May 10th, 2010
Day 13: Heroes come in all sizes
By David Cuillier
So far: Eight states, 3,876 miles, 19 sessions, 328 people (see schedule)
Rapid City, S.D. — Today I saw many national heroes – some presidents larger than life (Mt. Rushmore) and some reporters making their communities better.
I chatted with a dozen journalists from the Rapid City Journal today, organized by copy editor Savannah Tranchell (a University of Idaho graduate – go Vandals! I taught there as an adjunct while in grad school). Talk about dedication – coming in on a Sunday afternoon on Mother’s Day. Emilie Rusch, a city hall reporter, told me she sometimes has troubles getting the mayor to cough up records. But she reminds him about his pledge to keep government transparent. It’s one of his platforms.
Tip No. 12: Get public officials to sign pledges of openness when they run for office, then when they break the public records law pull the pledge out and remind them of their promise. At the very least, ask every incoming elected official and high-ranking officer what their views are on access, quote them and get it in the record. Then if they favor illegal secrecy run those initial quotes in your story. And if it’s an official who ran on a platform of openness, just remind that person every now and then.
After the session I drove to Mount Rushmore, about 20 miles from Rapid City, and took a gander at some presidential icons – Washington, Jefferson, Lincoln and Roosevelt. My favorite Lincoln quote: “Let the people know the facts, and the country will be safe.” Then I toodled another 10 miles to see the Crazy Horse Memorial, still in progress.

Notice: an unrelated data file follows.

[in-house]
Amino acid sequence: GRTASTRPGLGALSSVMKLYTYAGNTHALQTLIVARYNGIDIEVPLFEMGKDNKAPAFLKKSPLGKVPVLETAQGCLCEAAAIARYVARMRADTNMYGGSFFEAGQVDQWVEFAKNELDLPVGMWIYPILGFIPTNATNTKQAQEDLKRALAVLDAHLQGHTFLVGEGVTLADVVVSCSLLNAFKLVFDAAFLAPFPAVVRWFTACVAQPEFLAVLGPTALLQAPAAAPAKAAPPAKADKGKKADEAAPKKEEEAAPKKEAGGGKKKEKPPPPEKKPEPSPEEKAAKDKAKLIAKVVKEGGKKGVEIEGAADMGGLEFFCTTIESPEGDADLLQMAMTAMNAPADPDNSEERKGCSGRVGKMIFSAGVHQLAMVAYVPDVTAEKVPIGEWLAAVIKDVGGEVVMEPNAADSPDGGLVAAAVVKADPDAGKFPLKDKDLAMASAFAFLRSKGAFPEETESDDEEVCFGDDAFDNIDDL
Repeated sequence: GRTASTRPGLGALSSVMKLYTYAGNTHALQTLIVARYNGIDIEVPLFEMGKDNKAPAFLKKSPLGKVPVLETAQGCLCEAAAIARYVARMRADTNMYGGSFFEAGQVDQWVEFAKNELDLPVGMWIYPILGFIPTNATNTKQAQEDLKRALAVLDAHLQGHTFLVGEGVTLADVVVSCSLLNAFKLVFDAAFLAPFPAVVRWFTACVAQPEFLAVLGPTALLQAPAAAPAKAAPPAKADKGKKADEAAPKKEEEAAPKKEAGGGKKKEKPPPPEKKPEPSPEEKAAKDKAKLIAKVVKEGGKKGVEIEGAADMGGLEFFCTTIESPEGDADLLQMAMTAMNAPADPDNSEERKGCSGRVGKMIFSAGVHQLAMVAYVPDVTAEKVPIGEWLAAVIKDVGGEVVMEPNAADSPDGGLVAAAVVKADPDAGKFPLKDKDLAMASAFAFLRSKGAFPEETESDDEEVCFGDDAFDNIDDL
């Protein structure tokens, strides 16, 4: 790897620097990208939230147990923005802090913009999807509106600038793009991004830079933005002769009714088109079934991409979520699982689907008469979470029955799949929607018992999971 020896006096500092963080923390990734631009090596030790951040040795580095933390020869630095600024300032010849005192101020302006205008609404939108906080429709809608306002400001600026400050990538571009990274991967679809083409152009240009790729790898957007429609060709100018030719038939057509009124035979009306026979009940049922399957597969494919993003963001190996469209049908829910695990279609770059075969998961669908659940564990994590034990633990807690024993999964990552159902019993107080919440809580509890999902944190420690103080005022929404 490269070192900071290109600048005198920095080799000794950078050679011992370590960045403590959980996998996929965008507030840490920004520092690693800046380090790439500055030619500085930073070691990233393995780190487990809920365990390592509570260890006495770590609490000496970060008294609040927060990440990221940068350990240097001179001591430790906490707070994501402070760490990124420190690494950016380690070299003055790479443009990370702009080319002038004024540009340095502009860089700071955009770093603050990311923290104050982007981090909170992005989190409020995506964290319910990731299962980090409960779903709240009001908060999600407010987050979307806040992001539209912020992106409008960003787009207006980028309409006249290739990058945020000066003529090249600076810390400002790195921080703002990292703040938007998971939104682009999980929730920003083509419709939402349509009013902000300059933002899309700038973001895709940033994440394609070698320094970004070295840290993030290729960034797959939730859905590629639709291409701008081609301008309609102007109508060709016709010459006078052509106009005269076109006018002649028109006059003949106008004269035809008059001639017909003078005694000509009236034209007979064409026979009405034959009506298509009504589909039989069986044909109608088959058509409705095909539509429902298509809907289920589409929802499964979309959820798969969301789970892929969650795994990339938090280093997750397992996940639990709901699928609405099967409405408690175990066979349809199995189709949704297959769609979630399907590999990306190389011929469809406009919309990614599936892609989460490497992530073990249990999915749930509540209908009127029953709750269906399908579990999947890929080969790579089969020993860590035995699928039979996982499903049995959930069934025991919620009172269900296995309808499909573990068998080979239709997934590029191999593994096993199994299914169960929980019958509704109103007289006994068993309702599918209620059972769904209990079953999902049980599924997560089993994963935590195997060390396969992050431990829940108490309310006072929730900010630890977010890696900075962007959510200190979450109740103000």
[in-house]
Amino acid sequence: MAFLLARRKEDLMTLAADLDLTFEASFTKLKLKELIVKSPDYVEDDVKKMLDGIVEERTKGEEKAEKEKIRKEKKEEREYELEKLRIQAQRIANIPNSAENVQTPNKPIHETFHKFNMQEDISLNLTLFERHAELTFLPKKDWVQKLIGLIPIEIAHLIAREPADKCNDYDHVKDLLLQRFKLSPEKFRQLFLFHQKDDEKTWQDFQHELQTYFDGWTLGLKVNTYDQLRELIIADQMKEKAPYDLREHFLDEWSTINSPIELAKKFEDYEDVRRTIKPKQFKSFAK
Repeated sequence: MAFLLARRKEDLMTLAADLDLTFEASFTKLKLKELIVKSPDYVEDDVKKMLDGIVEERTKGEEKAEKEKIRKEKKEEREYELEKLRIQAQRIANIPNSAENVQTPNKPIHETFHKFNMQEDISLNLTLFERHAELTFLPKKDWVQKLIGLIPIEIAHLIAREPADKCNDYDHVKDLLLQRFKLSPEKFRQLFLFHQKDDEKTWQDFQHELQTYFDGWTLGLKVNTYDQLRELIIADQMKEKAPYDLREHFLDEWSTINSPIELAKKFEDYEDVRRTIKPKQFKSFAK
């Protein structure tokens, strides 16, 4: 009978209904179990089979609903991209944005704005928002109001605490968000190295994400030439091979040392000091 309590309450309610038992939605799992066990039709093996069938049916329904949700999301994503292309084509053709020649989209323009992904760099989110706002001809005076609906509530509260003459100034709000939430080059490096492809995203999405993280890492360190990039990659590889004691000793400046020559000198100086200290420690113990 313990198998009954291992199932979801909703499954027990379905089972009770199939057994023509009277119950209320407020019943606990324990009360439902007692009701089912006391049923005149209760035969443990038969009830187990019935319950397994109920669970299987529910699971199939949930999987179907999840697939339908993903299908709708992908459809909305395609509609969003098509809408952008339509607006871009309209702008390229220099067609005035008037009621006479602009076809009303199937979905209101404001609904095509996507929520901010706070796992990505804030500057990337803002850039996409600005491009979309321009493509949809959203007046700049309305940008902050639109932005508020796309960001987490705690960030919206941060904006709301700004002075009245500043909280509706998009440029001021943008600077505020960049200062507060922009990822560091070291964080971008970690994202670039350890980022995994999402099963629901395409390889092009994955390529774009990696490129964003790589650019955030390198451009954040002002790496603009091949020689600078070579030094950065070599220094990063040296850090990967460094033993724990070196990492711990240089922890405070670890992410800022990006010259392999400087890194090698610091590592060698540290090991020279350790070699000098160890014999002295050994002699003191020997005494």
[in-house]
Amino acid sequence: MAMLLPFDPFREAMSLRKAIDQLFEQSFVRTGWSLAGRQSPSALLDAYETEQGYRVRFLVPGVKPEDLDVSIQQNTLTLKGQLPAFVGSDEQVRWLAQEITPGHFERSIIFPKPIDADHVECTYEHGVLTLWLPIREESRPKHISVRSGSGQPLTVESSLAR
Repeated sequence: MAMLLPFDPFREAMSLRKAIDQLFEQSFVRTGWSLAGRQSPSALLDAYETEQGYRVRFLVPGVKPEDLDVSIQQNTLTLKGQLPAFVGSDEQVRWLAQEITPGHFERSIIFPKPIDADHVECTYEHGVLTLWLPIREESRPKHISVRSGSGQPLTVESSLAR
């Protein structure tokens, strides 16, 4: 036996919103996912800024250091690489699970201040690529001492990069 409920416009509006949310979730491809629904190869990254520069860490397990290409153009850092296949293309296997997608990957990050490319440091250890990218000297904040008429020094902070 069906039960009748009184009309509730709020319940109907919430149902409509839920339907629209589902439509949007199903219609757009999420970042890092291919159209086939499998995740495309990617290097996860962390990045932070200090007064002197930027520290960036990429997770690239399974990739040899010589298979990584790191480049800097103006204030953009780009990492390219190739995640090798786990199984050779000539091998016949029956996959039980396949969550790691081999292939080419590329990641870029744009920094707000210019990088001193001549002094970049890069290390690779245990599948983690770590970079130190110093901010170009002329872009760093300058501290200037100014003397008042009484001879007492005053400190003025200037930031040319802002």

These rock sculptures are inspirational to FOI requesters. George Washington challenged the tyranny of the king of England. Crazy Horse was an Oglata Lakota warrior who challenged the tyranny of a government that reneged on promises. These principle-based leaders fought for something greater than their personal well-being. Journalists, too, fight for principles and challenge authority. We must always put our principles first and our bottom line second. It is our duty to challenge authority and demand transparency so people can make informed decisions!
Tip No. 13: Get inspired by watching videos that rev your ideals. It doesn’t even have to be a journalism movie. For me, The Untouchables is inspirational – people fighting for what’s right, against all odds. Here are some ideas for FOI-inspiring video nights (comment with your favorites!):
* All the President’s Men (documents and sources can bring down a president)
* Good Night and Good Luck (journalists like Edward R. Murrow stand up to the abuse of power)
* Veronica Guerin (journalists are willing to give their lives for uncovering societal ills)
* Snow Falling on Cedars (journalists at community papers can stand up for what’s right, and use records in ways to further justice)
* The Fog of War (great look into how government spins, featuring Robert McNamara)
* McLibel (shows how citizens can stand up to big corporations)
* The Running Man (cheesy Schwarzenegger sci-fi flick that shows what kind of society we might have if we don’t hold the line – great short documentary on civil liberties on the DVD)
Monday: I’ll be talking with the Sioux Falls Argus Leader, then driving into Minnesota to talk with the Marshall Independent and bunk in St. Cloud. Today I drove the distance of South Dakota. I could not escape the hundreds of Wall Drug signs along the highway. Now that’s advertising.